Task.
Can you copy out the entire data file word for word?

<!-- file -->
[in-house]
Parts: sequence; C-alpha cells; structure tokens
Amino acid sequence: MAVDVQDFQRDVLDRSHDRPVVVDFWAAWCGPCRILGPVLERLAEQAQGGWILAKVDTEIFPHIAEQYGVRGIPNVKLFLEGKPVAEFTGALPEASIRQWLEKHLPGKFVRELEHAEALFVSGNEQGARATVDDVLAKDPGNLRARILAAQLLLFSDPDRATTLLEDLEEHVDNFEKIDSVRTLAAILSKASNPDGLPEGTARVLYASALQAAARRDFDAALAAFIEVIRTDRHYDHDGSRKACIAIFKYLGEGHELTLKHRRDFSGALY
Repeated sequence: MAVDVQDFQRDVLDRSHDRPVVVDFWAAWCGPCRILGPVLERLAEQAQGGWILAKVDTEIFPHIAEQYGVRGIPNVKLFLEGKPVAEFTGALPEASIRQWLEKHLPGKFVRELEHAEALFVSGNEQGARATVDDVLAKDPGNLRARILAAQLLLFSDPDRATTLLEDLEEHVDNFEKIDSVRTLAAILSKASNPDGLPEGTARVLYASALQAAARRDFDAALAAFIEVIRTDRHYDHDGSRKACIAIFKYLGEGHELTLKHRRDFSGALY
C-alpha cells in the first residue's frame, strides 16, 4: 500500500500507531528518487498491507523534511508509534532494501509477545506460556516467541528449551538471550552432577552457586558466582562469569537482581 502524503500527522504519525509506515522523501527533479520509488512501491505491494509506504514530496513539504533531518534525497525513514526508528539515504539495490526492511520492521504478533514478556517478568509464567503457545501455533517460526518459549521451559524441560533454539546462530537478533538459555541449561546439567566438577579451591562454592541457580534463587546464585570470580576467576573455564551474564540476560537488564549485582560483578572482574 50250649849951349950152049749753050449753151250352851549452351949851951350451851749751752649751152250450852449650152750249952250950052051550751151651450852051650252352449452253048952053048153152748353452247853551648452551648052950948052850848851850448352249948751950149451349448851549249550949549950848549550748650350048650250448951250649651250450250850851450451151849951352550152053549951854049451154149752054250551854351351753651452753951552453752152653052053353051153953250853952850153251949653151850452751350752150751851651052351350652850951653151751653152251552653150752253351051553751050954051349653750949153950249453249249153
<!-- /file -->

[in-house]
Parts: sequence; C-alpha cells; structure tokens
Amino acid sequence: MAVDVQDFQRDVLDRSHDRPVVVDFWAAWCGPCRILGPVLERLAEQAQGGWILAKVDTEIFPHIAEQYGVRGIPNVKLFLEGKPVAEFTGALPEASIRQWLEKHLPGKFVRELEHAEALFVSGNEQGARATVDDVLAKDPGNLRARILAAQLLLFSDPDRATTLLEDLEEHVDNFEKIDSVRTLAAILSKASNPDGLPEGTARVLYASALQAAARRDFDAALAAFIEVIRTDRHYDHDGSRKACIAIFKYLGEGHELTLKHRRDFSGALY
Repeated sequence: MAVDVQDFQRDVLDRSHDRPVVVDFWAAWCGPCRILGPVLERLAEQAQGGWILAKVDTEIFPHIAEQYGVRGIPNVKLFLEGKPVAEFTGALPEASIRQWLEKHLPGKFVRELEHAEALFVSGNEQGARATVDDVLAKDPGNLRARILAAQLLLFSDPDRATTLLEDLEEHVDNFEKIDSVRTLAAILSKASNPDGLPEGTARVLYASALQAAARRDFDAALAAFIEVIRTDRHYDHDGSRKACIAIFKYLGEGHELTLKHRRDFSGALY
C-alpha cells in the first residue's frame, strides 16, 4: 500500500500507531528518487498491507523534511508509534532494501509477545506460556516467541528449551538471550552432577552457586558466582562469569537482581 502524503500527522504519525509506515522523501527533479520509488512501491505491494509506504514530496513539504533531518534525497525513514526508528539515504539495490526492511520492521504478533514478556517478568509464567503457545501455533517460526518459549521451559524441560533454539546462530537478533538459555541449561546439567566438577579451591562454592541457580534463587546464585570470580576467576573455564551474564540476560537488564549485582560483578572482574 50250649849951349950152049749753050449753151250352851549452351949851951350451851749751752649751152250450852449650152750249952250950052051550751151651450852051650252352449452253048952053048153152748353452247853551648452551648052950948052850848851850448352249948751950149451349448851549249550949549950848549550748650350048650250448951250649651250450250850851450451151849951352550152053549951854049451154149752054250551854351351753651452753951552453752152653052053353051153953250853952850153251949653151850452751350752150751851651052351350652850951653151751653152251552653150752253351051553751050954051349653750949153950249453249249153